Don’t jeopardise your position by splurging on that plush hotel room.
How tempting is it to claim on expenses for that extra round of champagne cocktails? Or what about expensing an extra night at the Shalimar after that, oh so tedious, conference? Or even booking a cab on the company account without approval?
The majority of employees no doubt submit legitimate and reasonable expense claims, supported by receipts. But for some, it is just too tempting to sneak in that irregular expense which, as done successfully before, slips through the bureaucratic net.
A POWERFUL WEAPON
In the good times, a manager may happen to overlook the odd discrepancy. But watch out. In harsher times, your boss could be less forgiving. If revenue is down, or your performance is below par, what better way to hasten your exit than to rummage around for an inconsistent claim?
And no surprises, submitting a fraudulent expense claim is likely to be deemed gross misconduct and entitle the employer to dismiss you without notice. Also, provided that the reason for the dismissal is the misconduct, the employer carries out a reasonable investigation, and the sanction of dismissal falls within the reasonable range of responses open to the employer, a resulting dismissal would be fair.
BRINGING A CLAIM
If you believe that your employer has acted unfairly, you may wish to consider bringing a claim for unfair dismissal. Generally, you would need to have at least two years’ service, and would be required to follow the Advisory Conciliation and Arbitration Service’s (Acas) early conciliation process prior to doing so. Any such claim must be filed at the Employment Tribunal within three months (less a day) from when the employment ends, subject to the rules for extending time for early conciliation. The maximum compensation award is the lower of 52 weeks’ pay or £76,574.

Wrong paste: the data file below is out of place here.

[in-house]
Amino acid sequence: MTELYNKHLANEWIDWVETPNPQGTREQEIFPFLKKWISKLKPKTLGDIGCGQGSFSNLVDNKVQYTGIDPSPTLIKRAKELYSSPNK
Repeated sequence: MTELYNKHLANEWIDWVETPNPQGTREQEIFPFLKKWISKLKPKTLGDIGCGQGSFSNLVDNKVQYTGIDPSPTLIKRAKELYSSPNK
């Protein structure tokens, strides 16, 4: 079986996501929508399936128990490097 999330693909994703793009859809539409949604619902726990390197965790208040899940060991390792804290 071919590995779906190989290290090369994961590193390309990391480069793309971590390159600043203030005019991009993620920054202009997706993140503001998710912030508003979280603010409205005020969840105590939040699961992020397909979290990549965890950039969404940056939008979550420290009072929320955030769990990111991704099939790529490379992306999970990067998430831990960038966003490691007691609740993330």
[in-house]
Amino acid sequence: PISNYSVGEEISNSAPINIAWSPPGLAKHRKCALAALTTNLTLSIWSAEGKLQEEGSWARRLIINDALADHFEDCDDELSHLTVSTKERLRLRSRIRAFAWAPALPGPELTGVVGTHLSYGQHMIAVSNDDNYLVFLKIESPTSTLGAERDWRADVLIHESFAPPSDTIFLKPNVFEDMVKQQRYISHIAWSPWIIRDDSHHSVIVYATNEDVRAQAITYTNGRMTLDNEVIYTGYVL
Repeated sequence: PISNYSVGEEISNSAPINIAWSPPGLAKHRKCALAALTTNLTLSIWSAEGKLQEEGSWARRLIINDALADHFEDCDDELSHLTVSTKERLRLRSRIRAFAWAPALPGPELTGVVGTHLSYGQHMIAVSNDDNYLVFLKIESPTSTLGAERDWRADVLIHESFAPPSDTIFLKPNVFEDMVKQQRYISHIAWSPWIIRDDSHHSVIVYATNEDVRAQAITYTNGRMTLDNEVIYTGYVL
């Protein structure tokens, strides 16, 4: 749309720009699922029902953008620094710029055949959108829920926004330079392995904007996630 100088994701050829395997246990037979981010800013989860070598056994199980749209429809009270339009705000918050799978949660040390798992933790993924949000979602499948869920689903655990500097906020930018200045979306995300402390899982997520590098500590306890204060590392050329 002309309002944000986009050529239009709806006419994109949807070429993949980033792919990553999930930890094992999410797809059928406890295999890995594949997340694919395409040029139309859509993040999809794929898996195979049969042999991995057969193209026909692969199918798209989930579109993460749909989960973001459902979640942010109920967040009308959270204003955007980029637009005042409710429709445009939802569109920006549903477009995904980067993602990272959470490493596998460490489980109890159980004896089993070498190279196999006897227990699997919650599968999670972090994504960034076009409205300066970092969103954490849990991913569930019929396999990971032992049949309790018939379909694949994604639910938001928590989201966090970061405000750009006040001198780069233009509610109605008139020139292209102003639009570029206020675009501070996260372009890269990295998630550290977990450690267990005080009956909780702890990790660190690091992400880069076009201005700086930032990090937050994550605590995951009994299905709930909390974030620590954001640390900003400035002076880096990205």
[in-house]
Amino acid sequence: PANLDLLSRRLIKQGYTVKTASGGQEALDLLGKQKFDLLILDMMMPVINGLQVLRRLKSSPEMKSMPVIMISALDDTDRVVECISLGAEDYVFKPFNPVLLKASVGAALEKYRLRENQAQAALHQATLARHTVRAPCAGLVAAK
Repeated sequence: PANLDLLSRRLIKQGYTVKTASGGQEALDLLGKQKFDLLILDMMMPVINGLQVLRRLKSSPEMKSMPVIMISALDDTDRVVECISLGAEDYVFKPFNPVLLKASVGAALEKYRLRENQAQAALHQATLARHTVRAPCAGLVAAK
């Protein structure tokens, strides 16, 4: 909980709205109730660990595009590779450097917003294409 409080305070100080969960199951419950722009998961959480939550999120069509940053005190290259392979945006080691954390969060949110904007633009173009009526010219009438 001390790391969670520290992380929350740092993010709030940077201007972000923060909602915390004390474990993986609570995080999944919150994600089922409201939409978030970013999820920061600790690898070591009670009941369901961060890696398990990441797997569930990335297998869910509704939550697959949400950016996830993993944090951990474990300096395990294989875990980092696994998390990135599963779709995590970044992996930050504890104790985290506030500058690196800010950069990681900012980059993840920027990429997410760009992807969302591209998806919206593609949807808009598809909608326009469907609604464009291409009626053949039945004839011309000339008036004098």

But it may be worth obtaining legal advice on your options when faced with any serious allegations. Likewise, before embarking on a claim, you ought to seek advice on your prospects of success. For example, even if an Employment Tribunal were to find the dismissal unfair, should fraudulent expenses have been claimed, there is a high chance that compensation would be reduced (possibly to nothing) on the basis of contributory fault.
Employees who are dismissed for gross misconduct may have real difficulties in securing a new job. Although some references may only state your job title and dates of employment, other references may be more detailed and state reasons for leaving. In any event, at interviews, employees are often asked their reason for changing jobs.
So think long and hard before expensing that extra Bellini. And if you do get caught out, grovelling may be your best option.
Matt Gingell is a partner at law firm Gannons, which specialises in employment and commercial law. www.gannons.co.uk
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